Countries in the Northern hemisphere also produce much commodities and metals other than those mentioned above.

    Regarding competitive advantage, it is difficult for all countries to compete with China because it has most of the factors needed - rule of law, good infrastructure, low cost skilled experienced workforce, mass economies of scale, etc - all necessary in one location.

    For other countries to compete with China, they need to replicate the above.

    As I have said before, creating a successful economy is like assembling a prefabricated house - there are modules needed for the house such as roof, walls, foundation that need to be present and connected to each other. Similarly the modules for competitive advantage such as rule of law, good infrastructure, skilled workforce, etc, that need to be present and combined to achieve a successful economy. The MFEZs are a good start in this respect.

  9. Kafue,

    Excellent. I think that I see your perspective much more clearly now. I think that you are correct to point out the vast importance of other aspects of competitive advantage, most especially rule of law and government accountability in the Zambian case (and frankly most "Southern" nations). I admit to taken as read the need for competitive (if not superior) performance by Southern civil servants and workforces in order to achieve any real attractiveness to investors. My worry is that Africa (and to a lesser extent the undeveloped nations as a whole) will suffer unduly from the sort of unmerited discrimination which has been the historical pattern. My frustration with the fund managers was not that they overweighted Asia at a time when that was the majority "smart bet", but that they placed Africa's potential so very very low that it couldn't really be called an underweight, it looked like a "sell".

    Standard Chartered Bank is currently running television advertisements touting their experience serving clients in, "Asia, the Middle East, and Africa". The voice track is played over computer enhanced animations of molten metal running through underground tubes to eventually burst upwards and instantly form into a giant bridge connecting the teeming skyscrapers of Hong Kong to the mainland, then back down to emerge once more in Dubai where towering structures along a bustling shoreline take shape in an instant, and plunging once more into the earth to emerge as a cell phone tower sitting isolated in the middle of a savanna with giraffes grazing in the background. Nowhere pictured are construction workers or oil, the apparent motive force for everything is molten metal flowing freely. At least this is the image that the bank apparently thinks will draw investment from the US (no idea if this was even that targeted, aired via Bloomberg Intl.).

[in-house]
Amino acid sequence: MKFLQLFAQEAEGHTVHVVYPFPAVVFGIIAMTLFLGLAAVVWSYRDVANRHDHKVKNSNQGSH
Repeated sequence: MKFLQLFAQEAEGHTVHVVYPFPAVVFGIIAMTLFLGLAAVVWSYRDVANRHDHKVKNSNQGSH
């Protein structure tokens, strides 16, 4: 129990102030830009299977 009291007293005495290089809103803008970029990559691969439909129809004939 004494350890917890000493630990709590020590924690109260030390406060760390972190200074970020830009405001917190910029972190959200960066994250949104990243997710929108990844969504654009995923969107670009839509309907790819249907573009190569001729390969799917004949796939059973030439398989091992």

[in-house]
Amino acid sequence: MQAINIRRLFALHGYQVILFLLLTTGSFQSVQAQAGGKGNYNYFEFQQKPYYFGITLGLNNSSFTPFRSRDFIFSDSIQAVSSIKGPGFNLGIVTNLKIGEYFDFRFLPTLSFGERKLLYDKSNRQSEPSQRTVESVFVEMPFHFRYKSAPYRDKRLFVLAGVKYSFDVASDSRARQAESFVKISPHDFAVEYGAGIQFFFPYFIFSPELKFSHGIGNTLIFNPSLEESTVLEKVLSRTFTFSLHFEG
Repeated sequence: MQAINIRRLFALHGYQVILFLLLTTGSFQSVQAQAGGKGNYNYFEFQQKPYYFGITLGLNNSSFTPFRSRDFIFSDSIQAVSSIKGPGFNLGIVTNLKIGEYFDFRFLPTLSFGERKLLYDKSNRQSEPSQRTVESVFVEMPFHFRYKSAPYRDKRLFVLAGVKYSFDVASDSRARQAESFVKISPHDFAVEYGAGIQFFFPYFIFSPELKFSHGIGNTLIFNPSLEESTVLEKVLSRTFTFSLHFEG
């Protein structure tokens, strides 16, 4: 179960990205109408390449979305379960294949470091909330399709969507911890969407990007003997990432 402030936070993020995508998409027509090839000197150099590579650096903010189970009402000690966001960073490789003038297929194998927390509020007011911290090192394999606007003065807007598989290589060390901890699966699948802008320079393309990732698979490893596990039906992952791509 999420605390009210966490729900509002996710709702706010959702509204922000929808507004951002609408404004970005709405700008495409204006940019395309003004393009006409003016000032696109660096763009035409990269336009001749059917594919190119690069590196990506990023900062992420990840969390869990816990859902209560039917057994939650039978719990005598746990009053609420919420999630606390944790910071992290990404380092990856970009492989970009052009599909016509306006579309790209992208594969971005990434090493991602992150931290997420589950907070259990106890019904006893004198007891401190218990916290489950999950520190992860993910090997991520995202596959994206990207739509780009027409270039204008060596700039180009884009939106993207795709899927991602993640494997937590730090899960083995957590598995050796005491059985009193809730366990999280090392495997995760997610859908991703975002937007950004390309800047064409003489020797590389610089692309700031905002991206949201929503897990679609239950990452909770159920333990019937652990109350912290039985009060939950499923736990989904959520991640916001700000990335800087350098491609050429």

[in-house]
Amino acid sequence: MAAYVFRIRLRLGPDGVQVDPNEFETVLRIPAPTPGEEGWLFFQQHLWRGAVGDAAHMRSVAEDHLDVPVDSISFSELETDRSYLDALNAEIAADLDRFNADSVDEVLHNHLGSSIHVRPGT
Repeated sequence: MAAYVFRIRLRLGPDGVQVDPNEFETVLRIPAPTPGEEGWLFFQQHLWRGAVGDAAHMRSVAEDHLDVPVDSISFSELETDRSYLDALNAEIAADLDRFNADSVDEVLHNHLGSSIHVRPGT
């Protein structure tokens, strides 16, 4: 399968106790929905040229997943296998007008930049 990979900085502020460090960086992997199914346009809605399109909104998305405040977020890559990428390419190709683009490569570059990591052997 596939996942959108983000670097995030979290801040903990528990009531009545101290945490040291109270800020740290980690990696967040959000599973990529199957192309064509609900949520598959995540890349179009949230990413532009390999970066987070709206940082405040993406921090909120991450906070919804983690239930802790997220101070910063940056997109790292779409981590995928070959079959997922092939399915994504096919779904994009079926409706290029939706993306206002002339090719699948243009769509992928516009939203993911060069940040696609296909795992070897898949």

While this may be an accurate depiction of the kinds of investment which Standard Chartered Bank has actually participated in, within the various regions depicted, it is not the image of investment in "emerging markets" which is going to create a manufacturing and commercial infrastructure in Zambia with institutional capital rather than someplace else. Part of Africa's problem in general is being relegated to venture capital market almost exclusively, instead of the lower expectations of core institutional investors. (Though multinational franchise operations are making headway in retail and service sectors.) To avoid misunderstanding stemming solely from use of fractal metrics, I would like to clarify some of my previous statements in light of your refinement of terms.

    I make frequent use of example and analogies, I try to distinguish models from advocacy, but I sometimes fail in that regard. To be clear, I in no way think that Zambia can act in this manner on her own. None of the speculative bargaining tactics described can work without coalitions of nations either by geographic region and/or commodity specialization. No investor is going to touch something that doesn't show a clear promise of turning a competitive profit in the global market (no matter what the local government says). Zambia is in a poor bargaining position in almost every single metric for attracting international investment, and all of us need to realize that no solution is going to be simple or easy. Where timetables and/or %'s are used, it is intended as example only, not a tested formula (I am used to haggling, so I habitually tend to start higher or lower than I expect to wind up once negotiations are done ;). China is a good trading/investment partner to Zambia, especially in times when no-one else seems interested (though I want to explore why not). However, ultimately if Zambia is to become a "real player" in economic terms, China and everybody else is a competitor. China is leading, so how do you beat China?